Match-fixing allegations: Not planning on summoning umpires yet, says PCB

PCB’s GM media says board will deliberate what steps should be taken before summoning umpires.

Web Desk October 09, 2012

The Pakistan Cricket Board (PCB) spokesperson said on Tuesday that the board was not planning on summoning the two umpires implicated in the match-fixing allegations made by an Indian television channel as yet, saying that it is a “sensitive matter”, Express News reported.

Footage screened on India TV on Monday appeared to show umpires from Pakistan, Bangladesh and Sri Lanka negotiating deals with under-cover reporters to spot-fix matches.

Express News quoted PCB’s General Manager Media Nadeem Sarwar as saying that the board will deliberate what steps should be taken before summoning umpires Nadeem Ghauri and Anees Siddiqui.

Sarwar was also scheduled to arrive at Gaddafi Stadium in Lahore for a presser.

The International Cricket Council (ICC) has also launched an investigation into the allegations made against international umpires after the channel showed footage of Ghauri, Nadir Shah of Bangladesh, part of the ICC international panel of umpires, and Sagara Gallage of Sri Lanka agreeing to give favourable decisions in exchange for umpiring contracts and money.

Ghauri denies allegations 

Denying allegations that he agreed to spot-fix matches, Ghauri said he spoke to the undercover reporter – who presented himself as a member of a sports management company – with regard to umpiring in the Sri Lanka Premier League (SPL).

Speaking to media in Lahore, Ghauri said he insisted on discussing the issue not on the phone only because contracts are never discussed over a phone call.

Calling the videos fake and altered, Ghauri said he has informed the PCB about his stance and will take legal actions once the cricket board completes its inquiry.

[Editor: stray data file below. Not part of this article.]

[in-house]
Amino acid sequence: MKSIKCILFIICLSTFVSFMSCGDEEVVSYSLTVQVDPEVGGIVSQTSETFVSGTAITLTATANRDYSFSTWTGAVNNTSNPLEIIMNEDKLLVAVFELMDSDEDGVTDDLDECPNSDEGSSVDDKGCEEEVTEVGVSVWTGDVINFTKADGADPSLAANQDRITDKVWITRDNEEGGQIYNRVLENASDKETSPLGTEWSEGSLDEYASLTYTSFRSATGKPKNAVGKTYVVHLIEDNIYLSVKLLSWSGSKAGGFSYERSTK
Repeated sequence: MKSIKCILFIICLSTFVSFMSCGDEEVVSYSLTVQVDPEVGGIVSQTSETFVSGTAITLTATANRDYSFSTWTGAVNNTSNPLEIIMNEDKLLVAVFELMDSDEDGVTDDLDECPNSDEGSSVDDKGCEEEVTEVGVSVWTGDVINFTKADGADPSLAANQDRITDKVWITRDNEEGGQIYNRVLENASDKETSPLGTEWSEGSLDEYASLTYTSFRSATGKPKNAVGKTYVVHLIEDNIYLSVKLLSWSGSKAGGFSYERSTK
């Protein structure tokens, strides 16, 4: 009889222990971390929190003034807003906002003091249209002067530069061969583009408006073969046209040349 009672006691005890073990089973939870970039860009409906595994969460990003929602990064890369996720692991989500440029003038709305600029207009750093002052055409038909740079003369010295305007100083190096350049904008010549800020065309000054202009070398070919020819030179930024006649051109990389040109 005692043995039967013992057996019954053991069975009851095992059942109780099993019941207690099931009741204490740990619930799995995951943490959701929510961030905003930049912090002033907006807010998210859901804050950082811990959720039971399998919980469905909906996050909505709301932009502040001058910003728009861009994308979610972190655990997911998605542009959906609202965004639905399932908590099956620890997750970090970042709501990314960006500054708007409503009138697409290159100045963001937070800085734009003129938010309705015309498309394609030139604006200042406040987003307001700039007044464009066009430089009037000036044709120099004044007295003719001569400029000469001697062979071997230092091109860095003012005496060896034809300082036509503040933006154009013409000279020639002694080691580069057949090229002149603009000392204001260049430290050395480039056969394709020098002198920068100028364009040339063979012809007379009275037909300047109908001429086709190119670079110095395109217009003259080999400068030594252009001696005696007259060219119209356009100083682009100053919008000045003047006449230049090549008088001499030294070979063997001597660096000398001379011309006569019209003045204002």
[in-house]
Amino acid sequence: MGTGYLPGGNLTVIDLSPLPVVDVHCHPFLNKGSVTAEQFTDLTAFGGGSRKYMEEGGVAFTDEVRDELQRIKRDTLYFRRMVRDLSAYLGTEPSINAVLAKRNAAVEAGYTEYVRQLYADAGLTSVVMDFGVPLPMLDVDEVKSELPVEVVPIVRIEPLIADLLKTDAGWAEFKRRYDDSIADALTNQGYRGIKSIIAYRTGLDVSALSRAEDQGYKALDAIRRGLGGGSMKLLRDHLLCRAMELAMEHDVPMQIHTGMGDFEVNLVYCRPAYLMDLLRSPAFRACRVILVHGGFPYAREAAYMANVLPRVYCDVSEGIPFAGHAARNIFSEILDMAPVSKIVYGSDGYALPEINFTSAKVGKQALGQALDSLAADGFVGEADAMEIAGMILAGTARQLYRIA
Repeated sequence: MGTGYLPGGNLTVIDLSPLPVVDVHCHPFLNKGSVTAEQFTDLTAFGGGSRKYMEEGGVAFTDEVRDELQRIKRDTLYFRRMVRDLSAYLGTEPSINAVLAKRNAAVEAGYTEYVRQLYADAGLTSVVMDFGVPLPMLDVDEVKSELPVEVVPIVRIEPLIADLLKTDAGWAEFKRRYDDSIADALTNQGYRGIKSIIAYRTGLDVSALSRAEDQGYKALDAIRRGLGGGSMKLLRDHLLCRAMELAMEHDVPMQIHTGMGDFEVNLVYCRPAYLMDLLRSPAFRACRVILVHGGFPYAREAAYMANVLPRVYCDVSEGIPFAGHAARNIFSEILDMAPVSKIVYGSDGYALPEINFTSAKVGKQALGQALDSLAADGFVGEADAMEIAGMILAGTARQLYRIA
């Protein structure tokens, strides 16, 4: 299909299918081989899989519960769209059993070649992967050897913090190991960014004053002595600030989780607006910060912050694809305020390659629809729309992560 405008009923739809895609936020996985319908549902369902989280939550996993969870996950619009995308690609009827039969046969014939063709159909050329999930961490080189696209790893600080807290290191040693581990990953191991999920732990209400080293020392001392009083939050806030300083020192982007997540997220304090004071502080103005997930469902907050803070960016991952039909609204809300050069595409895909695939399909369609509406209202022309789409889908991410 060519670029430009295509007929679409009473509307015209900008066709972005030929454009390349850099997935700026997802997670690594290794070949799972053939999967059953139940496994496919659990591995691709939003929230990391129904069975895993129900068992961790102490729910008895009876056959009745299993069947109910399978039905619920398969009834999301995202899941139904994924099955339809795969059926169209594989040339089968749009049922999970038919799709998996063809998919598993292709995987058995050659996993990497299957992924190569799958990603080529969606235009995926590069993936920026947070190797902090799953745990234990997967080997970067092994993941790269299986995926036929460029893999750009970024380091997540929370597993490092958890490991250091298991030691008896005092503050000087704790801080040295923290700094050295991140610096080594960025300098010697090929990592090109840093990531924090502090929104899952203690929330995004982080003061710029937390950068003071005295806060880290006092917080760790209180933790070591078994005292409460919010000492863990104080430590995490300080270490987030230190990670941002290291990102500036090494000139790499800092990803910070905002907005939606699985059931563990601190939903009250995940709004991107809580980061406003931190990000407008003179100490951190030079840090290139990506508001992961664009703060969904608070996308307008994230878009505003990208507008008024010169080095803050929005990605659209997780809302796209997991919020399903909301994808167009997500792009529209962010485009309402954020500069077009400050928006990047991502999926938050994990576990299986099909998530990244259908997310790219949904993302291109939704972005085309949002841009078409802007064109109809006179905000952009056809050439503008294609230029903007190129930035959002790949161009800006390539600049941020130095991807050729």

He further said that he had told the PCB officials about the SPL offer and asked if they will allow him to go ahead with it.

Ghauri claimed that the PCB officials told him that the company which made the offer must contact the board directly.

Responding to questions by journalists, Ghauri said the undercover reporters said they will make him a part of a reality show and also a TV judge. He claimed he told them that he is only interested in umpiring.

Ghauri added that Anil Chaudhry – an umpire in India – helped him find out that the offer was a fraud and the company does not exist.

He further accused that the scandal was brought up by an Indian lobby which wants to destroy cricket in the country.


Syed Nayyar Uddin Ahmad | 9 years ago | Reply

ICC Must Inquire the Role of BCCI in Cricket Match Fixing

Now, this umpiring scandal duly exposed by India TV sting operation, at least proves one thing without any shadow of doubt; that Indian Cricket Board (BCCI Board of Control for Cash in India), was forced by Indian match fixing mafia, to veto in ICC, the UDRS application.

This lone Indian veto, increased the chances of match fixing, through un-scrupulous umpires without having to depend heavily on so many players.

Since, the cat is out of the bag, ICC must inquire the role of BCCI, in benefitting from all types of cricket matches in India and abroad being played without UDRS.

Enlightened | 9 years ago | Reply

The message from PCB to the two umpires is 'Come what may, carry on regardless'.

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